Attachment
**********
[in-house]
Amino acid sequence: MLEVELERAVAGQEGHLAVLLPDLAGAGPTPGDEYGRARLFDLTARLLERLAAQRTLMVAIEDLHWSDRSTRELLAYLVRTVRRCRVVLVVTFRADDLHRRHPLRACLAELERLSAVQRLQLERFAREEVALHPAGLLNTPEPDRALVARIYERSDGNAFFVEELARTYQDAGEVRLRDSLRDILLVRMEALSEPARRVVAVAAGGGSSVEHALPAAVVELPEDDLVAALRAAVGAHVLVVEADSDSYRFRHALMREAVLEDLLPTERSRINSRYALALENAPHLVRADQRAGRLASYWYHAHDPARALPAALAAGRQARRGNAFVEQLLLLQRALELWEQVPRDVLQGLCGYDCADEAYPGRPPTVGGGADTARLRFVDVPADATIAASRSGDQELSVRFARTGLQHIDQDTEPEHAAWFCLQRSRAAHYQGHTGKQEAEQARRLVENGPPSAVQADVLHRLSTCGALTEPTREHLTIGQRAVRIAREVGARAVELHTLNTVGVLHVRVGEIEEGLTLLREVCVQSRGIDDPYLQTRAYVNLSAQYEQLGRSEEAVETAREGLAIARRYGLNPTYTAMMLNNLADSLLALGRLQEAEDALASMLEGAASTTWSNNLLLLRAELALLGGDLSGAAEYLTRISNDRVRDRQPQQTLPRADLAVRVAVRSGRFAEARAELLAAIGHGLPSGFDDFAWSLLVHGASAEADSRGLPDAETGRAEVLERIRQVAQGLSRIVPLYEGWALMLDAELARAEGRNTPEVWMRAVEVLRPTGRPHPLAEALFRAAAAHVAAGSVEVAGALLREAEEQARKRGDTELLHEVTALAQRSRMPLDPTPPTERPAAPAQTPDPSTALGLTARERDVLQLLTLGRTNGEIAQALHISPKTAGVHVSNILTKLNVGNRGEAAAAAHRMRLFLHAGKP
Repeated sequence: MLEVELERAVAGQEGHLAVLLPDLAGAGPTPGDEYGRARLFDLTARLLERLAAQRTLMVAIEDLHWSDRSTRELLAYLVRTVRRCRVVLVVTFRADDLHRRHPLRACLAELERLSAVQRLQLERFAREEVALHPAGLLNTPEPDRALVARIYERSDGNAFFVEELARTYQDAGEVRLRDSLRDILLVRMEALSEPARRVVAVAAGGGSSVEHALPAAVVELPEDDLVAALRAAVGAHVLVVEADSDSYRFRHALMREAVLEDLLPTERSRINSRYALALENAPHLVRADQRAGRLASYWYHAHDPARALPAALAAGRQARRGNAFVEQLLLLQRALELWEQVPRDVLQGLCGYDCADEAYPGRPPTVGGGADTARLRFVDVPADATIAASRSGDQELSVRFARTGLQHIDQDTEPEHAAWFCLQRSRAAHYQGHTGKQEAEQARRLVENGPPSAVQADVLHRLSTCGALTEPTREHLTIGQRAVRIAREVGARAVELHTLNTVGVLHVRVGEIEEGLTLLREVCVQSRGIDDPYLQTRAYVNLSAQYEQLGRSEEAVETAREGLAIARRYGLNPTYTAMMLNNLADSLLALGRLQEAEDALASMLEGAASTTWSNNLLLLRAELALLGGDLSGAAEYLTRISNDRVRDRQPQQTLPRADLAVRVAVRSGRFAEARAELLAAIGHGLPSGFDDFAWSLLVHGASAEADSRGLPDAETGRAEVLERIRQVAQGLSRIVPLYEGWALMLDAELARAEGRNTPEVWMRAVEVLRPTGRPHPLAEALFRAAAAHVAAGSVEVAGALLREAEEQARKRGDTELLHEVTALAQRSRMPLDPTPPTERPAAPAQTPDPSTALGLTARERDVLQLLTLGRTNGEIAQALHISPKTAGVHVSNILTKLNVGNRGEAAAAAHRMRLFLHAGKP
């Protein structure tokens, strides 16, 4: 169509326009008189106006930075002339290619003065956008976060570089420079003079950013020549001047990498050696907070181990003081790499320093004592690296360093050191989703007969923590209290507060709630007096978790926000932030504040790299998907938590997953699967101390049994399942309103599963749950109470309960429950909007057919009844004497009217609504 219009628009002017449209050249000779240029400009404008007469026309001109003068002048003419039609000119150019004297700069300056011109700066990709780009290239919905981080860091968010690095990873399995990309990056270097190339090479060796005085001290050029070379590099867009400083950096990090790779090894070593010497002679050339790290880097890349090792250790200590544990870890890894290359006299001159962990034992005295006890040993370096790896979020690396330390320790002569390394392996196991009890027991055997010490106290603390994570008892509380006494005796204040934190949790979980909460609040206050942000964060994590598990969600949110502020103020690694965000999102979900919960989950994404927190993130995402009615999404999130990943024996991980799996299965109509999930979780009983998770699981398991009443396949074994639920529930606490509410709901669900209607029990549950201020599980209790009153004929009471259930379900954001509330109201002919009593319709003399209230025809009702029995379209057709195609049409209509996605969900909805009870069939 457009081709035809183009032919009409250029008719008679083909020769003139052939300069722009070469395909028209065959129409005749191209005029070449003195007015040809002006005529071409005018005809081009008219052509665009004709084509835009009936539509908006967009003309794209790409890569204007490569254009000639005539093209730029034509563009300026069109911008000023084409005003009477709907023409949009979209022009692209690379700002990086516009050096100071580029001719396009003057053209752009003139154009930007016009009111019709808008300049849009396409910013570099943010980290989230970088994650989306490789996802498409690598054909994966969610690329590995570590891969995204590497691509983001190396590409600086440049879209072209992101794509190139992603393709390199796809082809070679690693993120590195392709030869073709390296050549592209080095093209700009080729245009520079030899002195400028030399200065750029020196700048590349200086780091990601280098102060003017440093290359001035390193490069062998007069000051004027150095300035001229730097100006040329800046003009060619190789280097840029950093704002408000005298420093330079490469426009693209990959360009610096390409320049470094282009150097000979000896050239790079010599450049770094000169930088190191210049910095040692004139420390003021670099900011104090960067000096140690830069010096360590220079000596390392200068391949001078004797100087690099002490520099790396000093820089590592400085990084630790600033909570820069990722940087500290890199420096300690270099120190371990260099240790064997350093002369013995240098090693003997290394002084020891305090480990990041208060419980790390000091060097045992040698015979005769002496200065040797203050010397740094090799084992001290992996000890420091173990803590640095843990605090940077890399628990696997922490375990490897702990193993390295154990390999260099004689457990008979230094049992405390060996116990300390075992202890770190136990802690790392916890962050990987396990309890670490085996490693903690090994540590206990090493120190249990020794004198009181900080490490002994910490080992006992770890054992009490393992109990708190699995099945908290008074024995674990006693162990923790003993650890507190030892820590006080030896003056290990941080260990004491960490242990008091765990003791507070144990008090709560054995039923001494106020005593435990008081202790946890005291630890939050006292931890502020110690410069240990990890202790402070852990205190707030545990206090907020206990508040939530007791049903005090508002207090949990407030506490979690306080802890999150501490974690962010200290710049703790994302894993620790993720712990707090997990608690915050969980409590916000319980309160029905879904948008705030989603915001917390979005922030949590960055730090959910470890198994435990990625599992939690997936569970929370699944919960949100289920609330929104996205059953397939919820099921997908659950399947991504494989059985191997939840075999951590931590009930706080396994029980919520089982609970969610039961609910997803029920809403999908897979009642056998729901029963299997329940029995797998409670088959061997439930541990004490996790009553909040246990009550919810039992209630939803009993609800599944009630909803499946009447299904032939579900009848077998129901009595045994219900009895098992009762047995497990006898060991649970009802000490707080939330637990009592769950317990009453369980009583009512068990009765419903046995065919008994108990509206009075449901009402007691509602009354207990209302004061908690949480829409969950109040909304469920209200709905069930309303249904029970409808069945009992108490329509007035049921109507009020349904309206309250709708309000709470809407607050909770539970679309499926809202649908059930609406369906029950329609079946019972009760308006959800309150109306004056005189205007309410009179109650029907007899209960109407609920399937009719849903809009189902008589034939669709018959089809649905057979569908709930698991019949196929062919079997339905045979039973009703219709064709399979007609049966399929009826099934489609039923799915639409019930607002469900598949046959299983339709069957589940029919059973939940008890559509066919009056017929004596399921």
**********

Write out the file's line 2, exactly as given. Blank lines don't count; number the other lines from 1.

Amino acid sequence: MLEVELERAVAGQEGHLAVLLPDLAGAGPTPGDEYGRARLFDLTARLLERLAAQRTLMVAIEDLHWSDRSTRELLAYLVRTVRRCRVVLVVTFRADDLHRRHPLRACLAELERLSAVQRLQLERFAREEVALHPAGLLNTPEPDRALVARIYERSDGNAFFVEELARTYQDAGEVRLRDSLRDILLVRMEALSEPARRVVAVAAGGGSSVEHALPAAVVELPEDDLVAALRAAVGAHVLVVEADSDSYRFRHALMREAVLEDLLPTERSRINSRYALALENAPHLVRADQRAGRLASYWYHAHDPARALPAALAAGRQARRGNAFVEQLLLLQRALELWEQVPRDVLQGLCGYDCADEAYPGRPPTVGGGADTARLRFVDVPADATIAASRSGDQELSVRFARTGLQHIDQDTEPEHAAWFCLQRSRAAHYQGHTGKQEAEQARRLVENGPPSAVQADVLHRLSTCGALTEPTREHLTIGQRAVRIAREVGARAVELHTLNTVGVLHVRVGEIEEGLTLLREVCVQSRGIDDPYLQTRAYVNLSAQYEQLGRSEEAVETAREGLAIARRYGLNPTYTAMMLNNLADSLLALGRLQEAEDALASMLEGAASTTWSNNLLLLRAELALLGGDLSGAAEYLTRISNDRVRDRQPQQTLPRADLAVRVAVRSGRFAEARAELLAAIGHGLPSGFDDFAWSLLVHGASAEADSRGLPDAETGRAEVLERIRQVAQGLSRIVPLYEGWALMLDAELARAEGRNTPEVWMRAVEVLRPTGRPHPLAEALFRAAAAHVAAGSVEVAGALLREAEEQARKRGDTELLHEVTALAQRSRMPLDPTPPTERPAAPAQTPDPSTALGLTARERDVLQLLTLGRTNGEIAQALHISPKTAGVHVSNILTKLNVGNRGEAAAAAHRMRLFLHAGKP